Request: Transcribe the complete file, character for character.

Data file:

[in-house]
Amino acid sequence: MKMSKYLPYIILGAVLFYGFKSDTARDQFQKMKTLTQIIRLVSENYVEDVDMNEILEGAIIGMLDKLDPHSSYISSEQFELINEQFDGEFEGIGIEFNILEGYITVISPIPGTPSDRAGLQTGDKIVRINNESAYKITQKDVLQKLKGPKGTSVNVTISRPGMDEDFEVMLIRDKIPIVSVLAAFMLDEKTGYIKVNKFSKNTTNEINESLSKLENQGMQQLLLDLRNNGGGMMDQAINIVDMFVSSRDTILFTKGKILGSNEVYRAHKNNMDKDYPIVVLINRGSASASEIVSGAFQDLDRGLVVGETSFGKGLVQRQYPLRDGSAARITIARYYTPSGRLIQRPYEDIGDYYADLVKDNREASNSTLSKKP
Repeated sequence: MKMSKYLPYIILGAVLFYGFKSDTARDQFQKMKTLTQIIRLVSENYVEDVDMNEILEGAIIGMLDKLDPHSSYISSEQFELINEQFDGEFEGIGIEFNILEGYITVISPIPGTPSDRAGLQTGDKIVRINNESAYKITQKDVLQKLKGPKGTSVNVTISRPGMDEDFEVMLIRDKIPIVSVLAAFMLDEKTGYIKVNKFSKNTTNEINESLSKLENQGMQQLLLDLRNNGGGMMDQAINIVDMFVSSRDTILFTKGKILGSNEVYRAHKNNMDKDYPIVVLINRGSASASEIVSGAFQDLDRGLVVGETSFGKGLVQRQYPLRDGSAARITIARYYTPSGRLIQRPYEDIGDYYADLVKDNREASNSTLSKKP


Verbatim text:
[in-house]
Amino acid sequence: MKMSKYLPYIILGAVLFYGFKSDTARDQFQKMKTLTQIIRLVSENYVEDVDMNEILEGAIIGMLDKLDPHSSYISSEQFELINEQFDGEFEGIGIEFNILEGYITVISPIPGTPSDRAGLQTGDKIVRINNESAYKITQKDVLQKLKGPKGTSVNVTISRPGMDEDFEVMLIRDKIPIVSVLAAFMLDEKTGYIKVNKFSKNTTNEINESLSKLENQGMQQLLLDLRNNGGGMMDQAINIVDMFVSSRDTILFTKGKILGSNEVYRAHKNNMDKDYPIVVLINRGSASASEIVSGAFQDLDRGLVVGETSFGKGLVQRQYPLRDGSAARITIARYYTPSGRLIQRPYEDIGDYYADLVKDNREASNSTLSKKP
Repeated sequence: MKMSKYLPYIILGAVLFYGFKSDTARDQFQKMKTLTQIIRLVSENYVEDVDMNEILEGAIIGMLDKLDPHSSYISSEQFELINEQFDGEFEGIGIEFNILEGYITVISPIPGTPSDRAGLQTGDKIVRINNESAYKITQKDVLQKLKGPKGTSVNVTISRPGMDEDFEVMLIRDKIPIVSVLAAFMLDEKTGYIKVNKFSKNTTNEINESLSKLENQGMQQLLLDLRNNGGGMMDQAINIVDMFVSSRDTILFTKGKILGSNEVYRAHKNNMDKDYPIVVLINRGSASASEIVSGAFQDLDRGLVVGETSFGKGLVQRQYPLRDGSAARITIARYYTPSGRLIQRPYEDIGDYYADLVKDNREASNSTLSKKP